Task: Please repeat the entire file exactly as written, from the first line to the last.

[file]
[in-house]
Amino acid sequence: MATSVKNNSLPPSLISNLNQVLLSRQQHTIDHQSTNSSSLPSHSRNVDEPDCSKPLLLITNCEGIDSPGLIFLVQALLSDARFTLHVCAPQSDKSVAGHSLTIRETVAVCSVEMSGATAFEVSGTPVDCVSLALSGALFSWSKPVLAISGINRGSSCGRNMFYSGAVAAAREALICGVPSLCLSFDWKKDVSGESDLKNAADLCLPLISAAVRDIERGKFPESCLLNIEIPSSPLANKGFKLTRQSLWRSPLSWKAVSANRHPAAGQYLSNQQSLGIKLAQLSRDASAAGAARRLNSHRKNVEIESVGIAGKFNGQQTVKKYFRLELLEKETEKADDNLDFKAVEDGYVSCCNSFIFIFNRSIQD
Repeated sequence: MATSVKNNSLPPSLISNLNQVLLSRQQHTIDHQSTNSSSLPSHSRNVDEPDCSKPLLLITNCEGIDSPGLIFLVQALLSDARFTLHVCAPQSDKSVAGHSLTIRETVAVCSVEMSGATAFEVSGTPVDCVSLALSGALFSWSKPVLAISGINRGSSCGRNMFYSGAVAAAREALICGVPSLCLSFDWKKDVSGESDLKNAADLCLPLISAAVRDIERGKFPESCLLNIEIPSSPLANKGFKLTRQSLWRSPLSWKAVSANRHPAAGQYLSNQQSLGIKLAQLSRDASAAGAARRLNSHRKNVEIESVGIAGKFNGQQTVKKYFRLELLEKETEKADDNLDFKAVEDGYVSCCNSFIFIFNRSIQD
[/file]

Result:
[in-house]
Amino acid sequence: MATSVKNNSLPPSLISNLNQVLLSRQQHTIDHQSTNSSSLPSHSRNVDEPDCSKPLLLITNCEGIDSPGLIFLVQALLSDARFTLHVCAPQSDKSVAGHSLTIRETVAVCSVEMSGATAFEVSGTPVDCVSLALSGALFSWSKPVLAISGINRGSSCGRNMFYSGAVAAAREALICGVPSLCLSFDWKKDVSGESDLKNAADLCLPLISAAVRDIERGKFPESCLLNIEIPSSPLANKGFKLTRQSLWRSPLSWKAVSANRHPAAGQYLSNQQSLGIKLAQLSRDASAAGAARRLNSHRKNVEIESVGIAGKFNGQQTVKKYFRLELLEKETEKADDNLDFKAVEDGYVSCCNSFIFIFNRSIQD
Repeated sequence: MATSVKNNSLPPSLISNLNQVLLSRQQHTIDHQSTNSSSLPSHSRNVDEPDCSKPLLLITNCEGIDSPGLIFLVQALLSDARFTLHVCAPQSDKSVAGHSLTIRETVAVCSVEMSGATAFEVSGTPVDCVSLALSGALFSWSKPVLAISGINRGSSCGRNMFYSGAVAAAREALICGVPSLCLSFDWKKDVSGESDLKNAADLCLPLISAAVRDIERGKFPESCLLNIEIPSSPLANKGFKLTRQSLWRSPLSWKAVSANRHPAAGQYLSNQQSLGIKLAQLSRDASAAGAARRLNSHRKNVEIESVGIAGKFNGQQTVKKYFRLELLEKETEKADDNLDFKAVEDGYVSCCNSFIFIFNRSIQD